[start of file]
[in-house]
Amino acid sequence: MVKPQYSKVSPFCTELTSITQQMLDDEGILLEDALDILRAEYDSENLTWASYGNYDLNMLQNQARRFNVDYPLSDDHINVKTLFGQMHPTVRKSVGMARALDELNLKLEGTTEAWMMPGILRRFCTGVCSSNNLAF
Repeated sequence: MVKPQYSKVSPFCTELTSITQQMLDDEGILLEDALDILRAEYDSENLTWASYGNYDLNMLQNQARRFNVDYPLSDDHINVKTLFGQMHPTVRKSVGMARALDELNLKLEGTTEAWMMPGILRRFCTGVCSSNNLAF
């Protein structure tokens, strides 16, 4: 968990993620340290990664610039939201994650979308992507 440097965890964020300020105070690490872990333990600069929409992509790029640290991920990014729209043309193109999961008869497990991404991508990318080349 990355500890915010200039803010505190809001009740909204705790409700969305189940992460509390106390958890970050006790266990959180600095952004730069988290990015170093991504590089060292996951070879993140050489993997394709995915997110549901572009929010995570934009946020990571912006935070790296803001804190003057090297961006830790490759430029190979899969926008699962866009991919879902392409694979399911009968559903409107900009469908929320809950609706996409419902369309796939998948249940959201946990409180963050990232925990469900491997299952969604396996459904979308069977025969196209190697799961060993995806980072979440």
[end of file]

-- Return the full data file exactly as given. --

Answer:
[in-house]
Amino acid sequence: MVKPQYSKVSPFCTELTSITQQMLDDEGILLEDALDILRAEYDSENLTWASYGNYDLNMLQNQARRFNVDYPLSDDHINVKTLFGQMHPTVRKSVGMARALDELNLKLEGTTEAWMMPGILRRFCTGVCSSNNLAF
Repeated sequence: MVKPQYSKVSPFCTELTSITQQMLDDEGILLEDALDILRAEYDSENLTWASYGNYDLNMLQNQARRFNVDYPLSDDHINVKTLFGQMHPTVRKSVGMARALDELNLKLEGTTEAWMMPGILRRFCTGVCSSNNLAF
């Protein structure tokens, strides 16, 4: 968990993620340290990664610039939201994650979308992507 440097965890964020300020105070690490872990333990600069929409992509790029640290991920990014729209043309193109999961008869497990991404991508990318080349 990355500890915010200039803010505190809001009740909204705790409700969305189940992460509390106390958890970050006790266990959180600095952004730069988290990015170093991504590089060292996951070879993140050489993997394709995915997110549901572009929010995570934009946020990571912006935070790296803001804190003057090297961006830790490759430029190979899969926008699962866009991919879902392409694979399911009968559903409107900009469908929320809950609706996409419902369309796939998948249940959201946990409180963050990232925990469900491997299952969604396996459904979308069977025969196209190697799961060993995806980072979440």